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Trump picks financier Scaramucci to head White House communications: official

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WASHINGTON : – President Donald Trump picked Wall Street financier Anthony Scaramucci, a long-time supporter, to be his White House communications director on Friday, a White House official said.

Currently at the Export-Import Bank, Scaramucci is expected to start his new job in August, the official said. No other changes were immediately expected in a communications operation that includes press secretary Sean Spicer and his deputy, Sarah Sanders, the official said.

The appointment comes as the White House deals with questions around a special counsel probe and several congressional investigations into alleged Russian meddling in the 2016 U.S. presidential election and potential collusion with Trump’s campaign.

The communications position has been vacant since Michael Dubke resigned in May as communications director. Spicer has been serving a dual role as press secretary and communications director since Dubke left.

The official, who spoke on condition of anonymity, said Scaramucci was interviewed by Trump on Friday morning and the job had been offered and accepted.

Scaramucci, a Republican fundraiser and founder of Skybridge Capital, was earlier offered the post of U.S. ambassador to the Organization for Economic Cooperation and Development in Paris.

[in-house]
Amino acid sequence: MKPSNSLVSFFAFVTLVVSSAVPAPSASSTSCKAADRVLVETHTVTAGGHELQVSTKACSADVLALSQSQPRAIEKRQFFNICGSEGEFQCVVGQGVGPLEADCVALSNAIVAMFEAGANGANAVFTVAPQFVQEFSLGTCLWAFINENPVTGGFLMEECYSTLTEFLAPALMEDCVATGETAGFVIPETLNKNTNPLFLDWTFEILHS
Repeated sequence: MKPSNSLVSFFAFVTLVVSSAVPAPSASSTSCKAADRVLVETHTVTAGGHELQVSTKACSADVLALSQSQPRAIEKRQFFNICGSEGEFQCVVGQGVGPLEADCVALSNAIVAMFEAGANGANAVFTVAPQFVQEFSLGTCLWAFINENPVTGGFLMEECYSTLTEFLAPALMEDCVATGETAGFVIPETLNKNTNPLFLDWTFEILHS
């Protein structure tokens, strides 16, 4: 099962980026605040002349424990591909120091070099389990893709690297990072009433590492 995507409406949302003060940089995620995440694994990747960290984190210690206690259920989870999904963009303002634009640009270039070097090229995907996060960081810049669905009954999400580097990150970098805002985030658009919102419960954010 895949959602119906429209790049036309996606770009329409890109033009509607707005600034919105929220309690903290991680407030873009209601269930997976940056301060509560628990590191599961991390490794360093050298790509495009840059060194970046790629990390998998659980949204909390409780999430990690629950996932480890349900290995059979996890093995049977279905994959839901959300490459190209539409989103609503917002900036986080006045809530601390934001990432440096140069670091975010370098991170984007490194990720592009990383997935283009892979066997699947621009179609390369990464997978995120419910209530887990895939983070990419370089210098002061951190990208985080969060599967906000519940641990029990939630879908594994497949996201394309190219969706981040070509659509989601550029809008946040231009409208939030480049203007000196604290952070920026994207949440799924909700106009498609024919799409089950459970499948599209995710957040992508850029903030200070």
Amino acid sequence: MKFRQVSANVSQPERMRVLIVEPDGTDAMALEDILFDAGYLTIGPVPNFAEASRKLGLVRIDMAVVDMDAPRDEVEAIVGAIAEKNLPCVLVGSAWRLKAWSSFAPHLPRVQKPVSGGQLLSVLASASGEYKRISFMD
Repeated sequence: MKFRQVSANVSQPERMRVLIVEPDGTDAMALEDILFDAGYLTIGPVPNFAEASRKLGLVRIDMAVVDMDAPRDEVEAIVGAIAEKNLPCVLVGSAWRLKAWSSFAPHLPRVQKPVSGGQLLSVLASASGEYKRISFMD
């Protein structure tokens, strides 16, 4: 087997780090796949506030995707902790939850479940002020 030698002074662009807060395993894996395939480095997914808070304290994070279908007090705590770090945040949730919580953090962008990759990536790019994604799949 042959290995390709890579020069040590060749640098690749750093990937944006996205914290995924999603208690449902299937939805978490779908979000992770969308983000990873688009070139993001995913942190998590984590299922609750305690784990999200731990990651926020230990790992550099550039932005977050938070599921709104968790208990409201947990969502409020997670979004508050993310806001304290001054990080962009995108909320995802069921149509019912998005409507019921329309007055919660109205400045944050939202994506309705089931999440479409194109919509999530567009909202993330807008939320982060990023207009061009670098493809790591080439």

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Trump declares North Korea ‘extraordinary threat’

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Washington, June 23 : US President Donald Trump cited an “unusual and extraordinary threat” to American national security as he maintained long-standing economic restrictions on North Korea, including the freezing of any assets in Washington, a media report said.

An official declaration, contained in a notice to Congress, came on Friday despite Trump’s assertion this month that his June 12 historic summit with North Korean leader Kim Jong-un ended Pyongyang’s nuclear weapons threat, reports The Washington Post.

Harsh economic restrictions will continue for one year under the declaration Trump signed Friday.

The paperwork keeps in place restrictions first imposed a decade ago by President George W. Bush.

The ban on the transfer of any American assets by North Korea’s leaders or its ruling party has been extended or expanded several times by former President Barack Obama and Trump himself in response to North Korean missile tests and other actions.

“The existence and risk of proliferation of weapons-usable fissile material on the Korean Peninsula (and the actions and policies of the government of North Korea… Continue to constitute an unusual and extraordinary threat to the national security, foreign policy, and economy of the US,” Trump wrote in the declaration.

Friday’s development comes in contrast to a tweet on June 13 where Trump said: “Just landed – a long trip, but everybody can now feel much safer than the day I took office… There is no longer a nuclear threat from North Korea.”

The move follows as the US and South Korea cancelled two more training exercises on Friday, reports the BBC.

The Pentagon said the goal was to support diplomatic negotiations.

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FBI should have informed me of Manafort investigation: Trump

Manafort has been under house arrest since he surrendered to the FBI in November 2017 after being indicted by a federal grand jury as part of the investigation by Special Counsel Robert Mueller, tasked with investigating Russian interference in the 2016 presidential elections.